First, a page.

Life scientists sometimes work with dangerous pathogens and chemicals capable of causing grave damage to human health; they engineer novel organisms and conduct high-stakes clinical trials. These scientists are also under incredible pressure to produce results, publish papers and get ahead in their fields. One would hope that all researchers, especially those in the life sciences, adhere to the highest ethical standards. But a recent study by the US Department of Health and Human Services suggests this might not always be the case. The survey by the agency’s Office of Research Integrity found that 9% of US scientists believed they had observed possible research misconduct, such as fabricated research records and misleading grant applications.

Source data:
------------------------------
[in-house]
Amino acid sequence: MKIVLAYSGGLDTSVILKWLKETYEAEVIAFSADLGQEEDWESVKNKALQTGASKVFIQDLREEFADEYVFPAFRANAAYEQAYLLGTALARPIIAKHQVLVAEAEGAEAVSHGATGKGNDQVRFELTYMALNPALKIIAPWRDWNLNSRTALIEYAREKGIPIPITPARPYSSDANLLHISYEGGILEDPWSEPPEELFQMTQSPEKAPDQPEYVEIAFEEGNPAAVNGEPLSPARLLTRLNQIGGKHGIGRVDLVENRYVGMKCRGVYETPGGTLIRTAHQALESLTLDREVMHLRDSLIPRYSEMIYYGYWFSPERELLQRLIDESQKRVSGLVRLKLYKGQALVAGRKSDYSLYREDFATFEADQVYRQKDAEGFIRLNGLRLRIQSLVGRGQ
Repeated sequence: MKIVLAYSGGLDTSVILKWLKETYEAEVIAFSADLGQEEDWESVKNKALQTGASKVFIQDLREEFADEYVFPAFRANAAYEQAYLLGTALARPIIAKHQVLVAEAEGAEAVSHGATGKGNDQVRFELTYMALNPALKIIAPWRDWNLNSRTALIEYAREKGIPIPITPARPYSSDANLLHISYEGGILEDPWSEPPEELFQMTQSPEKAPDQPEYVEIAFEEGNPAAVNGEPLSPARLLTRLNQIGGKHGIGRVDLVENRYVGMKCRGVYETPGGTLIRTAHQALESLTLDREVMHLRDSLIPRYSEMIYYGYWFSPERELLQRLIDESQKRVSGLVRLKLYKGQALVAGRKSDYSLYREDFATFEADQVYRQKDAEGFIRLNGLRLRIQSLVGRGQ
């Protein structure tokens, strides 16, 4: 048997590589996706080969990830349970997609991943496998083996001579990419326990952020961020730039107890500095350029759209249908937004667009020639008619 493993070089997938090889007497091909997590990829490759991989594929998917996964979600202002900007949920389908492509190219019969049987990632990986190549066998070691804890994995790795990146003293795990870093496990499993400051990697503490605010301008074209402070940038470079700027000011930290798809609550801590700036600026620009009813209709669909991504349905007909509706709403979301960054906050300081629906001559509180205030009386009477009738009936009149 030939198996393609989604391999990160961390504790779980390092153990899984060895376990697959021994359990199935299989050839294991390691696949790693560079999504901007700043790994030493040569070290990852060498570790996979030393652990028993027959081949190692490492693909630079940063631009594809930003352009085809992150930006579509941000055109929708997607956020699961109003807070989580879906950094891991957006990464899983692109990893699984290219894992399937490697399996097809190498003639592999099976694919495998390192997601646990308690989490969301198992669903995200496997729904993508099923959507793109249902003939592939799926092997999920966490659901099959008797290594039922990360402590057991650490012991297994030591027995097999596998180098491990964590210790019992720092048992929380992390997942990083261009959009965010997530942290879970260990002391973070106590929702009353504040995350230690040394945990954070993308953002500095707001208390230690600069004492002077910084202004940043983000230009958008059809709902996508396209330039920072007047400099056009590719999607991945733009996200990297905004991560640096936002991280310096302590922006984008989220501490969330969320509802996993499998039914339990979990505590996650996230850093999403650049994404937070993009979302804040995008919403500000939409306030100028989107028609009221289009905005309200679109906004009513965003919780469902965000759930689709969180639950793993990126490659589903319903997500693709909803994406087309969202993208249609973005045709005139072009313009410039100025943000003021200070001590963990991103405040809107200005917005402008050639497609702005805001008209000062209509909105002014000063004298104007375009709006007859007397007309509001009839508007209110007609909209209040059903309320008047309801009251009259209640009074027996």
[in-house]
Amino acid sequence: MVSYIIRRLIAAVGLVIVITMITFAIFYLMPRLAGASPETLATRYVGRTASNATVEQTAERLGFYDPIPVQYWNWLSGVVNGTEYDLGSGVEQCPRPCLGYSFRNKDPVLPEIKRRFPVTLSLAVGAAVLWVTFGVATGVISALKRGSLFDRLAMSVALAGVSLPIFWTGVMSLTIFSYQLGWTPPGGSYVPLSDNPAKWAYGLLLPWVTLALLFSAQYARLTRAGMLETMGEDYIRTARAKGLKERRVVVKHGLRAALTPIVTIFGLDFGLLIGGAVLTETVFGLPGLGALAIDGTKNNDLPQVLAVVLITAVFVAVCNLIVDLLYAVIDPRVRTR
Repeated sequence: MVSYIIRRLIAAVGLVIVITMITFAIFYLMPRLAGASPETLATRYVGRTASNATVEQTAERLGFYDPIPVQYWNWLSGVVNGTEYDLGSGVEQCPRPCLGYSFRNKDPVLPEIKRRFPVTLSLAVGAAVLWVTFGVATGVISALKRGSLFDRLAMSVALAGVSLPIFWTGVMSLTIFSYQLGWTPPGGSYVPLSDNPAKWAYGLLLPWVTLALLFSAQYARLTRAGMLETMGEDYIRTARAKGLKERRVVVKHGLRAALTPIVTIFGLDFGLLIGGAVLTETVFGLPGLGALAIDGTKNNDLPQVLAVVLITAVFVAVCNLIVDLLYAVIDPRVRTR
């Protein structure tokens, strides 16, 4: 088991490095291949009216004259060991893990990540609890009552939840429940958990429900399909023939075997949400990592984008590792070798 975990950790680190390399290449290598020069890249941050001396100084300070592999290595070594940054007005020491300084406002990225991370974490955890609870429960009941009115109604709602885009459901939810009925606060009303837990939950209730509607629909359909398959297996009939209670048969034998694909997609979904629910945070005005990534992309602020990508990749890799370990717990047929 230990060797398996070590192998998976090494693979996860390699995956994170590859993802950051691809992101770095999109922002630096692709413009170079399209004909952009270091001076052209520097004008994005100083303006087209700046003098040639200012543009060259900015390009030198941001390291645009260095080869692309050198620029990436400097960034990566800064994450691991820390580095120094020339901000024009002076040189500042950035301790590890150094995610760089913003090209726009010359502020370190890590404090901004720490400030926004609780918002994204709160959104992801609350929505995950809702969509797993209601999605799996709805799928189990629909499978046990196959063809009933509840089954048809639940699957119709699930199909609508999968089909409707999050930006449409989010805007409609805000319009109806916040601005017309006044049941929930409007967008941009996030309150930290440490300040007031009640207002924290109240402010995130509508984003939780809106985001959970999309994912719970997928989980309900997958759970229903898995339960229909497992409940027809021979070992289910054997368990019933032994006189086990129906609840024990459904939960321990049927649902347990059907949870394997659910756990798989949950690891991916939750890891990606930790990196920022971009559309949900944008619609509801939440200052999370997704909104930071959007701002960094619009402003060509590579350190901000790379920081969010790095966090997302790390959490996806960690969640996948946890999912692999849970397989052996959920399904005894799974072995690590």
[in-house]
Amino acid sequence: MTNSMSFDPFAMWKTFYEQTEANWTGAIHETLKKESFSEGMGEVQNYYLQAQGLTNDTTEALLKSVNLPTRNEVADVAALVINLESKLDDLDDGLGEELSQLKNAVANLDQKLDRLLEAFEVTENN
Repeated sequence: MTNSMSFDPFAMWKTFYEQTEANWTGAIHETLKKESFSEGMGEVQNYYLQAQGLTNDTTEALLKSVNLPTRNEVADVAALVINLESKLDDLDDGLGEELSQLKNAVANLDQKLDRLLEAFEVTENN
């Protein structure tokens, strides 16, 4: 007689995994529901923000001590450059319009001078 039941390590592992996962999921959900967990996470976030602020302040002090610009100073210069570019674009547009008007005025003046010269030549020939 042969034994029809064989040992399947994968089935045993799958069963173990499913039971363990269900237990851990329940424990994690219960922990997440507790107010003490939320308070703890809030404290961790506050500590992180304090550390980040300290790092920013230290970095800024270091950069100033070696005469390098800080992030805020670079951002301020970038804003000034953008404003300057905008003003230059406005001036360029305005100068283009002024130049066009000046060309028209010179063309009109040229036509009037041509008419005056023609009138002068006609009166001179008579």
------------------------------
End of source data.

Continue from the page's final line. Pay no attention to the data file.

To address this issue, the Institute of Medical Science at the University of Toronto has its students recite an oath before embarking upon their graduate studies. The oath is short and pithy; students pledge, among other things, to “pursue knowledge and create knowledge for the greater good, but never to the detriment of colleagues, supervisors, research subjects or the international community of scholars.” They swear never to allow “financial gain, competitiveness, or ambition” cloud their judgment in research and scholarly endeavors.
This strikes me as an excellent idea. Providing students with an opportunity to proclaim their good intent in front of peers is a great way to cultivate a responsible culture. I think all life science graduate programs should be doing this. What do you think?
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